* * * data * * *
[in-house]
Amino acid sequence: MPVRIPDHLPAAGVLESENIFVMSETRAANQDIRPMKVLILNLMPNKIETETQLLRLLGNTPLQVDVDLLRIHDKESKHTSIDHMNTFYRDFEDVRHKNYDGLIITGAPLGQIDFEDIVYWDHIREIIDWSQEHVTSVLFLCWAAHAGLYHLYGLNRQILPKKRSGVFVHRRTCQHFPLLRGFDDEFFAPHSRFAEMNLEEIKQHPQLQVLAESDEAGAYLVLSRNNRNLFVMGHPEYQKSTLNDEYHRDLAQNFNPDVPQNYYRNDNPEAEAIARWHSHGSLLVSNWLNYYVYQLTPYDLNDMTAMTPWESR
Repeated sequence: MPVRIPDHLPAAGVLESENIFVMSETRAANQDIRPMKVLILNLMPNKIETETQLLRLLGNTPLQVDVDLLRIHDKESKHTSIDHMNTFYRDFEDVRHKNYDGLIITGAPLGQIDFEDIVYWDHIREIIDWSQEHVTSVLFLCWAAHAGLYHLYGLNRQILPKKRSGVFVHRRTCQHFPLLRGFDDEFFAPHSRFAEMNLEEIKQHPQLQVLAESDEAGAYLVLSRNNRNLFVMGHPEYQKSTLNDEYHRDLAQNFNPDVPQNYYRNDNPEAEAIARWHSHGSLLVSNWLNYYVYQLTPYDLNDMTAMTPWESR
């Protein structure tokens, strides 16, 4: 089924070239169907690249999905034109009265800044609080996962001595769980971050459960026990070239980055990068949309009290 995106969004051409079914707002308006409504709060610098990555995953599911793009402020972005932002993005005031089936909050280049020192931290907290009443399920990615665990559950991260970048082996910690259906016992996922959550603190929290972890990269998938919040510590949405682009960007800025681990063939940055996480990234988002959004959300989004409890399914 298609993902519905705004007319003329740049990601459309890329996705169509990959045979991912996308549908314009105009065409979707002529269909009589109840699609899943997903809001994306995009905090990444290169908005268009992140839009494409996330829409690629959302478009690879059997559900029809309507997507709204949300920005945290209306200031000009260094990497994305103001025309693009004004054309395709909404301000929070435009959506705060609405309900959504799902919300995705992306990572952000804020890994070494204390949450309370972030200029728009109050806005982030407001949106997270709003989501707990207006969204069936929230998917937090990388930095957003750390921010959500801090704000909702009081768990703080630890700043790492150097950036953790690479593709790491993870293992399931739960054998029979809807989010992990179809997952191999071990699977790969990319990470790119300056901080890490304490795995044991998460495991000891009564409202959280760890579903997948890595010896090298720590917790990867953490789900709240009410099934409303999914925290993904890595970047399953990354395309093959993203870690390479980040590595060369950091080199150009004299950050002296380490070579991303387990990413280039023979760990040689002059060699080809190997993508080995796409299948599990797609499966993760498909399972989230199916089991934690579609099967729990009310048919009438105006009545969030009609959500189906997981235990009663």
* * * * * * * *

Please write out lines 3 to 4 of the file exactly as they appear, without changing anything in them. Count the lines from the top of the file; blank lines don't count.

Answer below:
Repeated sequence: MPVRIPDHLPAAGVLESENIFVMSETRAANQDIRPMKVLILNLMPNKIETETQLLRLLGNTPLQVDVDLLRIHDKESKHTSIDHMNTFYRDFEDVRHKNYDGLIITGAPLGQIDFEDIVYWDHIREIIDWSQEHVTSVLFLCWAAHAGLYHLYGLNRQILPKKRSGVFVHRRTCQHFPLLRGFDDEFFAPHSRFAEMNLEEIKQHPQLQVLAESDEAGAYLVLSRNNRNLFVMGHPEYQKSTLNDEYHRDLAQNFNPDVPQNYYRNDNPEAEAIARWHSHGSLLVSNWLNYYVYQLTPYDLNDMTAMTPWESR
């Protein structure tokens, strides 16, 4: 089924070239169907690249999905034109009265800044609080996962001595769980971050459960026990070239980055990068949309009290 995106969004051409079914707002308006409504709060610098990555995953599911793009402020972005932002993005005031089936909050280049020192931290907290009443399920990615665990559950991260970048082996910690259906016992996922959550603190929290972890990269998938919040510590949405682009960007800025681990063939940055996480990234988002959004959300989004409890399914 298609993902519905705004007319003329740049990601459309890329996705169509990959045979991912996308549908314009105009065409979707002529269909009589109840699609899943997903809001994306995009905090990444290169908005268009992140839009494409996330829409690629959302478009690879059997559900029809309507997507709204949300920005945290209306200031000009260094990497994305103001025309693009004004054309395709909404301000929070435009959506705060609405309900959504799902919300995705992306990572952000804020890994070494204390949450309370972030200029728009109050806005982030407001949106997270709003989501707990207006969204069936929230998917937090990388930095957003750390921010959500801090704000909702009081768990703080630890700043790492150097950036953790690479593709790491993870293992399931739960054998029979809807989010992990179809997952191999071990699977790969990319990470790119300056901080890490304490795995044991998460495991000891009564409202959280760890579903997948890595010896090298720590917790990867953490789900709240009410099934409303999914925290993904890595970047399953990354395309093959993203870690390479980040590595060369950091080199150009004299950050002296380490070579991303387990990413280039023979760990040689002059060699080809190997993508080995796409299948599990797609499966993760498909399972989230199916089991934690579609099967729990009310048919009438105006009545969030009609959500189906997981235990009663």